Archie Ingersoll, Published February 16 2014
Cash Wise employs shopping bags for missing persons
The sisters – Samantha Rucki, 15, and Gianna Rucki, 13 – left their home in Lakeville, Minn., a Twin Cities suburb, in April amid a bitter custody battle. Almost 10 months later, their whereabouts is still unknown.
“They just went missing. Gone. Poof,” their mother’s attorney said. “You’d think there’d be some leads or something.”
For several months, the Rucki sisters, and only the Rucki sisters, have been featured on millions of plastic bags used in the 45 Cash Wise and Coborn’s grocery stores that dot the Upper Midwest.
This extensive publicity effort, which has included the Cash Wise stores in Fargo and Moorhead, offers a window into how the National Center for Missing and Exploited Children (NCMEC) has moved beyond the milk-carton era to use various platforms to circulate images of missing kids and generate tips for investigators.
Like with all cases, NCMEC decided to put the Rucki sisters on the bags here because of where they may be and the level of danger they may face, said Robert Lowery, senior executive director of the center’s missing children division.
“Other children will be featured,” Lowery said. “We distribute images on all our missing children regardless of the circumstance.”
According to NCMEC’s website, 22 Minnesota children are missing, including the Rucki sisters. There are four from North Dakota. Some of these disappearances occurred as early as the 1980s.
The center believes all missing children are inherently in danger, regardless of whether they ran away or were abducted by a parent.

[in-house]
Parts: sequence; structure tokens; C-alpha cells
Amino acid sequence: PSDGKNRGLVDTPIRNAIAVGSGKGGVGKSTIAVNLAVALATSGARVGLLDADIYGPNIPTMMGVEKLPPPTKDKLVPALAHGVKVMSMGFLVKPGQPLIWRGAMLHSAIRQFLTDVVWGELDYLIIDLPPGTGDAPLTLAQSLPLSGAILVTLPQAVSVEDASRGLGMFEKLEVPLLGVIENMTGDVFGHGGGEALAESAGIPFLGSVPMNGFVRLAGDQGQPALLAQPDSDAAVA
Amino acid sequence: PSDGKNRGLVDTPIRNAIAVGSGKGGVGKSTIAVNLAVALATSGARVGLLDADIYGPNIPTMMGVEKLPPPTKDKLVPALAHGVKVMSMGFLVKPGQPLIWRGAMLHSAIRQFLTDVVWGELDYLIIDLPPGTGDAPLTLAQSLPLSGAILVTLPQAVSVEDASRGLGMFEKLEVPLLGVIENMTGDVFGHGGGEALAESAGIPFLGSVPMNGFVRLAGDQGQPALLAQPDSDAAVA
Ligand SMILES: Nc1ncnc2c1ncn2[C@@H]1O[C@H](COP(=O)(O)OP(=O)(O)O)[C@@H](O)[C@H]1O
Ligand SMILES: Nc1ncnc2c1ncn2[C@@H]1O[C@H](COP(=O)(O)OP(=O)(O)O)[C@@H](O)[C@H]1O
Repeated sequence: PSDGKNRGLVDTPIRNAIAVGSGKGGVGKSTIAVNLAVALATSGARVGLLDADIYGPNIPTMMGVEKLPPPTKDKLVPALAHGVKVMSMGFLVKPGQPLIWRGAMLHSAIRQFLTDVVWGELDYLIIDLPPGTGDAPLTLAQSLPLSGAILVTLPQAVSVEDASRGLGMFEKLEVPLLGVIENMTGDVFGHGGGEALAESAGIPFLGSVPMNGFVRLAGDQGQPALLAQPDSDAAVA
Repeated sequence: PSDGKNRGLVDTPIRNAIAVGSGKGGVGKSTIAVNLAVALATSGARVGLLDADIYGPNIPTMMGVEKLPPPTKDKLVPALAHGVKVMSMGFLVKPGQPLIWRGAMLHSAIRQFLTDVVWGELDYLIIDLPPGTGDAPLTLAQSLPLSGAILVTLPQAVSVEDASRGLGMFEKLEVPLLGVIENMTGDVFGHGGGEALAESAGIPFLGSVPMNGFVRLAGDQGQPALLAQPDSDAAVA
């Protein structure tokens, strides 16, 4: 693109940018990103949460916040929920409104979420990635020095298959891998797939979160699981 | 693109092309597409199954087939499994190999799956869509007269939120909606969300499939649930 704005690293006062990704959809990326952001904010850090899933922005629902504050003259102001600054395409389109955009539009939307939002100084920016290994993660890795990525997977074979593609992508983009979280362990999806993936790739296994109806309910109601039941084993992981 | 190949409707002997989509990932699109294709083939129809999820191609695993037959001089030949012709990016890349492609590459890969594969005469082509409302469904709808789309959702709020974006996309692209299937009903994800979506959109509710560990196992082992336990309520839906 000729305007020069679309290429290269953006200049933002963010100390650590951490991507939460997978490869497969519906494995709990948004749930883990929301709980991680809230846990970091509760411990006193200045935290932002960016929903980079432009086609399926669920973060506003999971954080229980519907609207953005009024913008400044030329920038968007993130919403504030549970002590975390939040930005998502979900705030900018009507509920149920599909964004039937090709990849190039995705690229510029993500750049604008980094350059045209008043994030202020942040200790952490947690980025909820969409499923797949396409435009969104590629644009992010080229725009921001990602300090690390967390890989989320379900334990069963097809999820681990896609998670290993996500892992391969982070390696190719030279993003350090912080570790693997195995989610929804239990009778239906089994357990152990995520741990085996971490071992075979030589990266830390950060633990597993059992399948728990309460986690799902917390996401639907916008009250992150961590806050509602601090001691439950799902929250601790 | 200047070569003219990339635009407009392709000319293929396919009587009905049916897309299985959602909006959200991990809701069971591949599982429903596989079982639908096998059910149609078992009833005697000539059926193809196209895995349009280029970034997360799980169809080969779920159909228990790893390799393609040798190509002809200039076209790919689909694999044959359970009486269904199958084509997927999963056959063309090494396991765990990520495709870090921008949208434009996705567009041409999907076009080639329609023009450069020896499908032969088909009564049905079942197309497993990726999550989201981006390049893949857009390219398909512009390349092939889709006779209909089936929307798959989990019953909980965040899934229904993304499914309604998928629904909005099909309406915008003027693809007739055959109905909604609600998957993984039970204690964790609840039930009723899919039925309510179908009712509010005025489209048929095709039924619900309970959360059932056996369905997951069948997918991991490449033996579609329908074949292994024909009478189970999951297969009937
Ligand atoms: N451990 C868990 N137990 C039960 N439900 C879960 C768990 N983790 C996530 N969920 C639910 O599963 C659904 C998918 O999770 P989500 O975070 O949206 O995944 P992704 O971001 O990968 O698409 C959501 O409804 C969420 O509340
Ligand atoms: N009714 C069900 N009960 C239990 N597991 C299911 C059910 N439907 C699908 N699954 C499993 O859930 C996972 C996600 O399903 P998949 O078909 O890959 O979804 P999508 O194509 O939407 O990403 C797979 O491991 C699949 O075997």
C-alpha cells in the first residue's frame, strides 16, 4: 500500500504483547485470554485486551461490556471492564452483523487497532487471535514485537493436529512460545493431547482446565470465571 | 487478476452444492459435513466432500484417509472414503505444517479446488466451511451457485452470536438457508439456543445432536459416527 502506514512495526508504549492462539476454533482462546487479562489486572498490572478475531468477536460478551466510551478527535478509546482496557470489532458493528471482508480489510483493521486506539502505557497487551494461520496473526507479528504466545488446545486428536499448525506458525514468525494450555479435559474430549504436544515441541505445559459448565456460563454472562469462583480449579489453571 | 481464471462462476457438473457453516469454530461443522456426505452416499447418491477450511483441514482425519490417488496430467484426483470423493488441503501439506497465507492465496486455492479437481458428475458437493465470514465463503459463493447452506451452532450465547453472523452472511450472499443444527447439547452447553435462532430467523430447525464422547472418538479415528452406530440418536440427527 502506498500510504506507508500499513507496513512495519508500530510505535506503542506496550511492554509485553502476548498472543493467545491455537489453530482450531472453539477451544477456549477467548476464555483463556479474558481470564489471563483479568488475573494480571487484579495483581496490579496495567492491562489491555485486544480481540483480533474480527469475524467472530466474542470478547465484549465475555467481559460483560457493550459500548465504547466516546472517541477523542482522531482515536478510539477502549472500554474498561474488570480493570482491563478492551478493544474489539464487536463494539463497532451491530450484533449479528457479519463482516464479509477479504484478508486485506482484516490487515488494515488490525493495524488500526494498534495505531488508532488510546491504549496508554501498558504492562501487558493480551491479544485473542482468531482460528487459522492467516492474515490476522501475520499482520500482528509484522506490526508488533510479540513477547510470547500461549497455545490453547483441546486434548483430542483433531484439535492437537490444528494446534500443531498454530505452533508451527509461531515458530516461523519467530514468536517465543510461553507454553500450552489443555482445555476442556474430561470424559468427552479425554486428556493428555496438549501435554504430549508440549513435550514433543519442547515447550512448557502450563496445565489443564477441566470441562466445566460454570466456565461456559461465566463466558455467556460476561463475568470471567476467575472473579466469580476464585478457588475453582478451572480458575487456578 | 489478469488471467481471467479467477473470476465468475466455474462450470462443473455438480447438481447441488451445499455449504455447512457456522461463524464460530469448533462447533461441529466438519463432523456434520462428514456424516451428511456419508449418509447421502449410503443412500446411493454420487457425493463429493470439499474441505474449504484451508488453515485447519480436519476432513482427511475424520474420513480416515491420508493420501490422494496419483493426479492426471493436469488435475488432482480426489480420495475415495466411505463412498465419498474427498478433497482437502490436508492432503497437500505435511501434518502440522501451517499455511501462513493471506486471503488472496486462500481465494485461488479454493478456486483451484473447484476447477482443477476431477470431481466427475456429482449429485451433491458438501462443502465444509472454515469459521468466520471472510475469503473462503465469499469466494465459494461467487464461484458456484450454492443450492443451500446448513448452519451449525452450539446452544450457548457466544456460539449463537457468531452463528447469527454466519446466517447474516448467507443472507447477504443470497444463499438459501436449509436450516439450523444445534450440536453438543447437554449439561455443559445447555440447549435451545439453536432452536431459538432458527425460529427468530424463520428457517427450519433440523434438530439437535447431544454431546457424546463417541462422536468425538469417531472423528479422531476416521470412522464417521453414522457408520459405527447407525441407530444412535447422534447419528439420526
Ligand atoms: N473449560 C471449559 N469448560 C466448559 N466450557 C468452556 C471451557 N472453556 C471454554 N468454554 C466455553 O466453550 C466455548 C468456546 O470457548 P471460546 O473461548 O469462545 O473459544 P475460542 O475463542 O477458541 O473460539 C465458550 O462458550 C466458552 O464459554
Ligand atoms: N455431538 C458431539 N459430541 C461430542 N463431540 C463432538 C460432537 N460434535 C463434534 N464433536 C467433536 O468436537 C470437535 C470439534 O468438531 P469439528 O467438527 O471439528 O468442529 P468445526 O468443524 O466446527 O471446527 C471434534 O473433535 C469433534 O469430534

“An awful lot of our runaway children are victimized violently, especially the longer they’re gone,” Lowery said. “We also know a lot of our runaway children also sadly get sexually trafficked.
“When these kids are out on their own, they don’t have money, they don’t have ways of supporting themselves, they’re easy prey for those who will take advantage of them.”
Truckloads of bags
The bags that carry the Rucki sisters’ photos were made by Advanced Polybag, a Texas corporation, which absorbs the price of printing the images of missing children.
“We cover the cost of the plate and ink. That’s our contribution to the community,” sales director Bill Ebeck said.
Ebeck said the company works hard to manage its inventory of bags in case a child is found, alive or dead. If either situation arises, the bags would be pulled from Cash Wise and Coborn’s stores, said Rebecca Kurowski, a spokeswoman for Coborn’s, the St. Cloud, Minn.-based parent company of Cash Wise.
Kurowski said truckloads of bags with the Rucki sisters’ faces on them were printed during the last three months of 2013, and the bags in stores now are from that round of printing. Once those bags are used, another missing child case will be highlighted, she said.
Since 2008, 27 of the children who appeared on Cash Wise or Coborn’s bags have been found, but whether the bags had a direct role in solving any of those cases is not clear, Ebeck said.
There are no Fargo connections to the Rucki case, and police here have not received any credible tips as a result of the bags, said Lt. Joel Vettel of the Fargo Police Department.
The last case with local ties that Vettel could recall, in which extensive advertising led to the recovery of a missing child, was in 2005 when diners in a Denny’s restaurant in Idaho spotted Joseph Duncan and a missing girl, whose family had been slain weeks earlier. Duncan, a convicted serial killer and sex offender, had lived in Fargo.
The breakfast table